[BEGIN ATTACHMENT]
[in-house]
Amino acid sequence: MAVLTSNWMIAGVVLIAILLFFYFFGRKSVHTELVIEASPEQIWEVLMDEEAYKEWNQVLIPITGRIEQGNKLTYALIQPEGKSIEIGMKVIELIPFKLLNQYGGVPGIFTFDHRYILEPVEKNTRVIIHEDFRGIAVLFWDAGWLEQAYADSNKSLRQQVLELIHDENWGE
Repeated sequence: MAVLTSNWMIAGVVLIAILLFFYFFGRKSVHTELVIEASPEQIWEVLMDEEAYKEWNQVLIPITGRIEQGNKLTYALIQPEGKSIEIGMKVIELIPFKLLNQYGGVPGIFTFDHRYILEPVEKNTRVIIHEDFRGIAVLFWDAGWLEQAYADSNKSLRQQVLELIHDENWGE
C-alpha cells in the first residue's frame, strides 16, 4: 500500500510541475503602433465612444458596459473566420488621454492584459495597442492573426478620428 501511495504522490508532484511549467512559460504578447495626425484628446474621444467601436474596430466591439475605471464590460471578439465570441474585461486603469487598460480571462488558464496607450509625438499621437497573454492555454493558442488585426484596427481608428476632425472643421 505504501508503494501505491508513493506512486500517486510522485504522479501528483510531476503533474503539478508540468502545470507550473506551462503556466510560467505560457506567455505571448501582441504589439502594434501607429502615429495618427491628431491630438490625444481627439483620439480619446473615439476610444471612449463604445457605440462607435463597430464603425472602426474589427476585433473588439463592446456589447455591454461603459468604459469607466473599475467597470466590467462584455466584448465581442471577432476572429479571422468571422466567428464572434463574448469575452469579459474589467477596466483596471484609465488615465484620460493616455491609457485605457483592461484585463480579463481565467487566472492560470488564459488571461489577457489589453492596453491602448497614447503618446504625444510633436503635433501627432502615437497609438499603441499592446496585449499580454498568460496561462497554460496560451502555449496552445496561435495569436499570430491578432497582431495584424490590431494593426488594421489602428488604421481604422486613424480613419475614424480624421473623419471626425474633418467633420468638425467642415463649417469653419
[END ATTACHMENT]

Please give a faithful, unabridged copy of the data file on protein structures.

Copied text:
[in-house]
Amino acid sequence: MAVLTSNWMIAGVVLIAILLFFYFFGRKSVHTELVIEASPEQIWEVLMDEEAYKEWNQVLIPITGRIEQGNKLTYALIQPEGKSIEIGMKVIELIPFKLLNQYGGVPGIFTFDHRYILEPVEKNTRVIIHEDFRGIAVLFWDAGWLEQAYADSNKSLRQQVLELIHDENWGE
Repeated sequence: MAVLTSNWMIAGVVLIAILLFFYFFGRKSVHTELVIEASPEQIWEVLMDEEAYKEWNQVLIPITGRIEQGNKLTYALIQPEGKSIEIGMKVIELIPFKLLNQYGGVPGIFTFDHRYILEPVEKNTRVIIHEDFRGIAVLFWDAGWLEQAYADSNKSLRQQVLELIHDENWGE
C-alpha cells in the first residue's frame, strides 16, 4: 500500500510541475503602433465612444458596459473566420488621454492584459495597442492573426478620428 501511495504522490508532484511549467512559460504578447495626425484628446474621444467601436474596430466591439475605471464590460471578439465570441474585461486603469487598460480571462488558464496607450509625438499621437497573454492555454493558442488585426484596427481608428476632425472643421 505504501508503494501505491508513493506512486500517486510522485504522479501528483510531476503533474503539478508540468502545470507550473506551462503556466510560467505560457506567455505571448501582441504589439502594434501607429502615429495618427491628431491630438490625444481627439483620439480619446473615439476610444471612449463604445457605440462607435463597430464603425472602426474589427476585433473588439463592446456589447455591454461603459468604459469607466473599475467597470466590467462584455466584448465581442471577432476572429479571422468571422466567428464572434463574448469575452469579459474589467477596466483596471484609465488615465484620460493616455491609457485605457483592461484585463480579463481565467487566472492560470488564459488571461489577457489589453492596453491602448497614447503618446504625444510633436503635433501627432502615437497609438499603441499592446496585449499580454498568460496561462497554460496560451502555449496552445496561435495569436499570430491578432497582431495584424490590431494593426488594421489602428488604421481604422486613424480613419475614424480624421473623419471626425474633418467633420468638425467642415463649417469653419